5. Booted Racket-tail

This spectacular hummingbird combines an amazing tail with its prominent paddles with the fluffy adornments of the pufflegs.

The male’s two prominent tail feathers are much longer than most hummingbirds’ tails. In fact, they are as long as the bird’s body, and they end in spade-shaped disks.

The female lacks the ‘rackets’, but shares the white fluffy leg feathers with the male, although the latter’s can sometimes be orange.

Booted RackettailPhoto credit: Wilson Diaz, Green Tours, Booted Rackettail

These hummingbirds of South America are found in the Andes mountains in cloud forests at a height of between 1,000 and 2,000m.

Their range follows habitat corridors that radiate from Venezuela down through Colombia and Ecuador, right through the centre of Peru and into Bolivia.

Scientists have been disputing whether or not there exist three distinct species of racket-tail – the White-booted Racket-tail, the Rufous-booted Racket-tail and the Peruvian Racket-tail.

Some say the birds must be different species, while others maintain the differences are simply colour variations of the same species.

Whatever the case, they are amazing little birds!

6. Long-tailed Sylph

Although all the species of sylph hummingbirds have long tails, this one has one of the longest, which can reach more than its body length. Its bill, in contrast, is relatively short in hummingbird terms.

The male is a glorious combination of an iridescent blue and green head and body with soft purple wings and a shiny blue tail.

The female is a different coloration, with more green than blue, and with a peachy-coloured breast and much shorter tail. She also sports a short white moustache stripe.

Like many other species, the Long-tailed Sylph’s range extends from Venezuela through the centres of Colombia, Ecuador and Peru and into Bolivia. It is, however, the only sylph to be found east of the Andes, and it is protected in reserves such as Abra Patricia in Peru and Tapichalaca in Ecuador.

This cloud forest dweller is not choosy with its feeding grounds, being equally happy to forage in the treetops in the middle of the forest as in the low-growing vegetation at the edges, or feeders on the reserves.

It uses its short bill to pierce the base of flowers rather than dipping into the middles of the petals.

7. Collared Inca

Like the White-necked Jacobin, this South American hummingbird species is larger than most and more monochrome in its colouring.

Despite its name of Inca, which tends to be more often identified as Peruvian, it inhabits a wide corridor of territory from Venezuela through Colombia, Ecuador, central Peru and northwestern Bolivia.

Collared IncaPhoto credit: Favio Fernandez, Bellavista Cloud Forest, Collared Inca

It has an extensive white or red breast patch and white outer tail feathers. The breast patch colour varies depending on where the bird is found, with the white variation found in the northern part of the range and the rufous in the southern part.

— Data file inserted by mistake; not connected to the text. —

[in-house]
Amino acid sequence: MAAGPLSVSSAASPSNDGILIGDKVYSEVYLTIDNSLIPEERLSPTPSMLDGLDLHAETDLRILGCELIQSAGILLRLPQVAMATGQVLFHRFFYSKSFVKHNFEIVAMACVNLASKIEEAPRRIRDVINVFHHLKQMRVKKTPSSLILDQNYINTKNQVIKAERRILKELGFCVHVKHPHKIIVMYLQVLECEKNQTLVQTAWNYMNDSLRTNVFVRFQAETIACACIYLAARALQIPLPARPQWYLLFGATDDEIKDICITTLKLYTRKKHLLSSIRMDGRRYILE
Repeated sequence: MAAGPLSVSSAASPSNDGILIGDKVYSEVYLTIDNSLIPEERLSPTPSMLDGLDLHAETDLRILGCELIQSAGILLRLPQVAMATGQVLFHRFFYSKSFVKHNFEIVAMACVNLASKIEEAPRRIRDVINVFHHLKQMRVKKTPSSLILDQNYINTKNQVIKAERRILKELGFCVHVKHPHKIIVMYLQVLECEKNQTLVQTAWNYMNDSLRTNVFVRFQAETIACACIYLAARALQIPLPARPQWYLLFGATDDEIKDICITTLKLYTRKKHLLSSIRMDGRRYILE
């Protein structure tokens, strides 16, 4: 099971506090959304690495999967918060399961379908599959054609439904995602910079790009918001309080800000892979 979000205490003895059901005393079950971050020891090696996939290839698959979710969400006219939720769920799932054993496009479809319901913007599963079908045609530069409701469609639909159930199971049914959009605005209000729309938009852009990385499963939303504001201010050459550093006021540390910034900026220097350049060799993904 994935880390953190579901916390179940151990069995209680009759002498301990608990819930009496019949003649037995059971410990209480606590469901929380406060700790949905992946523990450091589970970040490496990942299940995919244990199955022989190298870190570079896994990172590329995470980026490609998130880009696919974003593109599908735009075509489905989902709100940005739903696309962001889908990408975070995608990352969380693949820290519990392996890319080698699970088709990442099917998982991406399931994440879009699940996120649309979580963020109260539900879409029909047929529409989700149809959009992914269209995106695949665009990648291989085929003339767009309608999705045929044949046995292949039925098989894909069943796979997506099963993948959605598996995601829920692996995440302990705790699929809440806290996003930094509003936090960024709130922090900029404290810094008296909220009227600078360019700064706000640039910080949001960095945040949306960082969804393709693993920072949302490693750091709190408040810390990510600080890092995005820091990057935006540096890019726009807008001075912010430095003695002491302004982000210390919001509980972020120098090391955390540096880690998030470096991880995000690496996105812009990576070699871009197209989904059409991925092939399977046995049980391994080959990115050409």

The tail feathers that flash white are the aid to birdwatchers in identifying this species as it flits extremely quickly between flowers.

Also helpful is its habit of flying a predictable route to and from the understorey and the canopy to seek out different flower types.

It prefers dense vegetation for its foraging and heights above 2,000m. It vigorously defends its feeding territory from all comers, even though it is known to mix with other bird species in flocks, which is somewhat unusual behavior for hummingbirds.

8. Emerald-bellied Puffleg

This is the smallest of the group of hummingbirds that are known as pufflegs because of the bushy growth of feathers at the tops of their legs.

As its name implies, the Emerald-bellied does indeed have bright blue-green underparts and a green rump, while its pufflegs are white.

The female is similar, although of a slightly duller hue. Both can be distinguished from the Sapphire-vented Puffleg by the mottled white patch on the breast.

Emerald-bellied PufflegPhoto credit: Green Tours, Emerald-bellied Puffleg

These hummingbirds of South America tend to live in dense undergrowth in the cloud forests of Colombia, Ecuador and northern Peru, majoring on the eastern slopes of the Andes. Locations such as St Martín and Amazonas in Peru are good sites to look for them, where they will often come to feeders on reserves.

9. Royal Sunangel

This very rare South American hummingbird was described for science as recently as 1979, having been observed by bird recorders in northern Peru and, even later, in southeastern Ecuador.

There are thought to be fewer than 10,000 of these birds in existence anywhere, so a sighting of one would be a huge tick on the birdlist.

In fact, the Abra Patricia Reserve in the cloud forests of the Northern Peru Birding Route was set up, in part, to conserve the habitat of this little deep blue hummingbird and so is a good starting point to finding one.

The males are a striking blue with a strongly forked tail, the females are dark green above with brown bellies spotted with green. Their tails are also forked, but not in such a pronounced way as the males’.